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five talents from the islanders subject to Athens, on condition that he should get the tribute payable by them reduced; when informed of this transaction, the knights compelled him to return the money. I was in ecstasy and I love the Knights for this deed; it is an honour to Greece.A hemistich borrowed from Euripides' Telephus. But the day when I was impatiently awaiting a piece by Aeschylus,The tragedies of Aeschylus continued to be played even after the poet's death, which occurred in 436 B.C., ten years before the production of The Acharnians. what tragic despair it caused me when the herald called, Theognis,A tragic poet, whose pieces were so devoid of warmth and life that he was nicknamed [the Greek for] snow. introduce your Chorus! Just imagine how this blow struck straight at my heart! On the other hand, what joy Dexitheus caused me at the musical competition, when he played a Boeotian melody on the lyre! But this year by contrast! Oh! what deadly torture to hear ChaerisA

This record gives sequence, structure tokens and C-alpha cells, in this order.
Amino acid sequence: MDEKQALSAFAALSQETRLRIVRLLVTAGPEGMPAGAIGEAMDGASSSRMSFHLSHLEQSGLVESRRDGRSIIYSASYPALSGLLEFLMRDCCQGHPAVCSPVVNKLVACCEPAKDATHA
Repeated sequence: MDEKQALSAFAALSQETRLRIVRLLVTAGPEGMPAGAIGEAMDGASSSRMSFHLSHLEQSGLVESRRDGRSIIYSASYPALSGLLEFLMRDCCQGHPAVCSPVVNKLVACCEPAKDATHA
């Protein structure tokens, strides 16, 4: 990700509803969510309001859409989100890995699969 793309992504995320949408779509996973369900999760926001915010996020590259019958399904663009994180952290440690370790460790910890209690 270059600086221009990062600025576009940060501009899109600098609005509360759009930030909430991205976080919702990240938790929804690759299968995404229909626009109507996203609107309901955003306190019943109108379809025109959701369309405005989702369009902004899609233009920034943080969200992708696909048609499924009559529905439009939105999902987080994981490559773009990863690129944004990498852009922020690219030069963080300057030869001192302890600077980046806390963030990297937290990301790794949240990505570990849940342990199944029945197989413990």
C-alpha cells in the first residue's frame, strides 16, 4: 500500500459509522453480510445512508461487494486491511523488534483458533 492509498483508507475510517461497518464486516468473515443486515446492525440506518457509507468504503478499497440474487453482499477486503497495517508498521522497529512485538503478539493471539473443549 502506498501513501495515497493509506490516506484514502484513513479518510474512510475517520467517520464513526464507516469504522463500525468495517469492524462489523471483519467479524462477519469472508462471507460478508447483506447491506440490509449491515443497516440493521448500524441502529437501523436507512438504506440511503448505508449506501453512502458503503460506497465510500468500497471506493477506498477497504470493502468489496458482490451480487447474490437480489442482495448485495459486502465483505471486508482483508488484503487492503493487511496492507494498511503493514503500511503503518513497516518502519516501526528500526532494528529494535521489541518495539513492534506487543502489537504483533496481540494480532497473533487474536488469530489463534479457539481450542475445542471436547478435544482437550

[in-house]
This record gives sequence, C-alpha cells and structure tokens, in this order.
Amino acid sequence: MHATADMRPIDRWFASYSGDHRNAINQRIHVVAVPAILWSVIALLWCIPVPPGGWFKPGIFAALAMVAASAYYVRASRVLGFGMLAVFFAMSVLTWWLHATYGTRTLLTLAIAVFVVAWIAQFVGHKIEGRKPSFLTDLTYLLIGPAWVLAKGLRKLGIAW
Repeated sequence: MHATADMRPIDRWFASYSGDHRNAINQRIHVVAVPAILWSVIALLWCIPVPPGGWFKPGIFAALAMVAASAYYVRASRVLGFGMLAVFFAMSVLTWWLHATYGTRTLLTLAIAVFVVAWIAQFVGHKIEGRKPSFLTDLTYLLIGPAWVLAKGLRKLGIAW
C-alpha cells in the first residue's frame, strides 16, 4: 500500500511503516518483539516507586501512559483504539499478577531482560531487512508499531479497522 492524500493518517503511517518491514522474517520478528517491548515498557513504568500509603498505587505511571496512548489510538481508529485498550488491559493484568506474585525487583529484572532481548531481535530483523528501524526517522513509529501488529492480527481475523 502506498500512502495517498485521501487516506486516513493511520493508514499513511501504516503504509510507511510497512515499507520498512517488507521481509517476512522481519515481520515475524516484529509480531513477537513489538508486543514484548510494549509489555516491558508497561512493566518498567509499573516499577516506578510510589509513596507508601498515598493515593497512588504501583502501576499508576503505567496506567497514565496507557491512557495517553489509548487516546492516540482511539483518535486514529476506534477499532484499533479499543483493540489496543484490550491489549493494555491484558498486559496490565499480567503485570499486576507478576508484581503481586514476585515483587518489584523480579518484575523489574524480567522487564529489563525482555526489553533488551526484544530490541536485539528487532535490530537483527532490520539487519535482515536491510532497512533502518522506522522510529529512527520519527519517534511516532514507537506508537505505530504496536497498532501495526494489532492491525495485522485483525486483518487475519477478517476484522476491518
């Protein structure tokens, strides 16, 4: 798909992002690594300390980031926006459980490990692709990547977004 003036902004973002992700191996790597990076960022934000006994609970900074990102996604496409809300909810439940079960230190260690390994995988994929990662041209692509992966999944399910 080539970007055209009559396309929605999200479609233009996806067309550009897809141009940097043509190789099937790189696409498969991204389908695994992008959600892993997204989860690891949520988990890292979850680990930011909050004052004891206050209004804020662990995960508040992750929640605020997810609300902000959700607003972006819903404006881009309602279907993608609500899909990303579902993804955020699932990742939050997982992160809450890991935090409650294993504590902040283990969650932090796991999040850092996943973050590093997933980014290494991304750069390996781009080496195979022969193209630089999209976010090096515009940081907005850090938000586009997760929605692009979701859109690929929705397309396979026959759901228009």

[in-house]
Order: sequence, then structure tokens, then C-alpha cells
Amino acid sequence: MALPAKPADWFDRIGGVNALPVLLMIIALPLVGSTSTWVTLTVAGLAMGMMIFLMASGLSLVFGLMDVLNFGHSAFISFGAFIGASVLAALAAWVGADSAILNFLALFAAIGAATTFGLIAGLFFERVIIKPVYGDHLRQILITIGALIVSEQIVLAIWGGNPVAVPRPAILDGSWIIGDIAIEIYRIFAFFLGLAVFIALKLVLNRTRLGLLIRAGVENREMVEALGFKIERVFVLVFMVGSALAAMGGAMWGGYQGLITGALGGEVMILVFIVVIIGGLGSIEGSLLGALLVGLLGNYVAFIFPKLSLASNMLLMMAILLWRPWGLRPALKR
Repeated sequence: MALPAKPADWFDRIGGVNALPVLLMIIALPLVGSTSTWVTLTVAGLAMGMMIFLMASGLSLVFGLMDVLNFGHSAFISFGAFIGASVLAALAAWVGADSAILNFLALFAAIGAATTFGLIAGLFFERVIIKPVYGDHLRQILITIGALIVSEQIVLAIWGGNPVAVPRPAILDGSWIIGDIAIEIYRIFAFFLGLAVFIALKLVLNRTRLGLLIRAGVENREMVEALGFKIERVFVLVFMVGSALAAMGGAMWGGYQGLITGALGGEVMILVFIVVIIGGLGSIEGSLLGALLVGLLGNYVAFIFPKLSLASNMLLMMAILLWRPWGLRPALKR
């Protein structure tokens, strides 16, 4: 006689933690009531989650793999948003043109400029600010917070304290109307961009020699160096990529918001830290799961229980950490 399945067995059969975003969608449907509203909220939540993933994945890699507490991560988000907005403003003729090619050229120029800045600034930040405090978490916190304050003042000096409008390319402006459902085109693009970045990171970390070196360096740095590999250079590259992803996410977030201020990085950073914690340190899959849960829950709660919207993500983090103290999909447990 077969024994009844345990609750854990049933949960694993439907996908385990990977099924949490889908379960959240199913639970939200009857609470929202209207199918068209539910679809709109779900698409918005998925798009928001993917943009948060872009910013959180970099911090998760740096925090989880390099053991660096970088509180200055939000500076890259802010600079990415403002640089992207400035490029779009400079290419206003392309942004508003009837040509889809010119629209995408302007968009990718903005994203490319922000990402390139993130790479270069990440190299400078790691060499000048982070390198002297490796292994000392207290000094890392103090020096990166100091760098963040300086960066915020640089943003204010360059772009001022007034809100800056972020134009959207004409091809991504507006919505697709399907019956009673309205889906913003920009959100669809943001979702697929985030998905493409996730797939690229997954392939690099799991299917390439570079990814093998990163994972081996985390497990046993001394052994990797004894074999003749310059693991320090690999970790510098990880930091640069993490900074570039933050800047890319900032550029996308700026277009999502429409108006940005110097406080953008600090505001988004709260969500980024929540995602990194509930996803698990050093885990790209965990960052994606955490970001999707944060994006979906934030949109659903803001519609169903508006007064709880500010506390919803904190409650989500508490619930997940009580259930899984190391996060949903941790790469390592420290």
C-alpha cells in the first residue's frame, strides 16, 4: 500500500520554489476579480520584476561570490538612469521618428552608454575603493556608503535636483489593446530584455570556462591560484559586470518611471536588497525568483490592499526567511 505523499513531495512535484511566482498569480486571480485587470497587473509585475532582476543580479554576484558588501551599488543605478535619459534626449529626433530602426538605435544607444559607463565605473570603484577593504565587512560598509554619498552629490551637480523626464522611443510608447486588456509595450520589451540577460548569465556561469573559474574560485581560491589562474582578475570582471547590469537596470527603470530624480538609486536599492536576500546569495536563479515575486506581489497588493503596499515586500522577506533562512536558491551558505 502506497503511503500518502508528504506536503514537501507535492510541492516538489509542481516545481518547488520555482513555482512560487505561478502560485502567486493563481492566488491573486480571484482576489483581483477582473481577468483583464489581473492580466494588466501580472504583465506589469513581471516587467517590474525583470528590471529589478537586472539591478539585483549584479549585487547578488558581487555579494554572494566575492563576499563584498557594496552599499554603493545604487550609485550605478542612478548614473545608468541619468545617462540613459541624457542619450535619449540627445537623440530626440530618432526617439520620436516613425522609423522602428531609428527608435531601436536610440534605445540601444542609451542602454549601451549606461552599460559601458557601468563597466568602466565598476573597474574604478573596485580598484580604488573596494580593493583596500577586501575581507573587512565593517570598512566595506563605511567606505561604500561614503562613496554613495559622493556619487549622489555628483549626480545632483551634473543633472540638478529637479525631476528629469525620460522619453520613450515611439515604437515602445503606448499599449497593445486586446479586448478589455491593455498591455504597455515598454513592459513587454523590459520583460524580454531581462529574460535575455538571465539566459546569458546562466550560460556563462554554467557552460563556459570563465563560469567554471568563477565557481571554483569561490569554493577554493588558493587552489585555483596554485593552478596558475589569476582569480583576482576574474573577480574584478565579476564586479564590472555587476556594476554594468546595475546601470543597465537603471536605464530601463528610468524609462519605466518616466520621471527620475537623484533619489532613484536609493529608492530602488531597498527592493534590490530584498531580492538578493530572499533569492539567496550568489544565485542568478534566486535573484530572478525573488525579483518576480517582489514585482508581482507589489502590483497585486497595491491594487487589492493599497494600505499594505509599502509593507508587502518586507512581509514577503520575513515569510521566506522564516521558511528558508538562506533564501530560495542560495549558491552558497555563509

They will never trouble themselves with the question of peace. Oh! Athens! Athens! As for myself, I do not fail to come here before all the rest, and now, finding myself alone, I groan, yawn, stretch, break wind, and know not what to do; I make sketches in the dust, pull out my loose hairs, muse, think of my fields, long for peace, curse town life and regret my dear country home,The Peloponnesian War had already, at the date of the representation of The Acharnians, lasted five years, 431-426 B.C.; driven from their lands by the successive Lacedaemonian invasions, the people throughout the country had been compelled to seek shelter behind the walls of Athens. which never told me to buy fuel, vinegar or oil; there the word buy, which cuts me in two, was unknown; I harvested everything at will. Therefore I have come to the assembly fully prepared to bawl, interrupt and abuse the speakers, if they talk of anything but peace. But here come the Prytanes, and high time too, for it is mid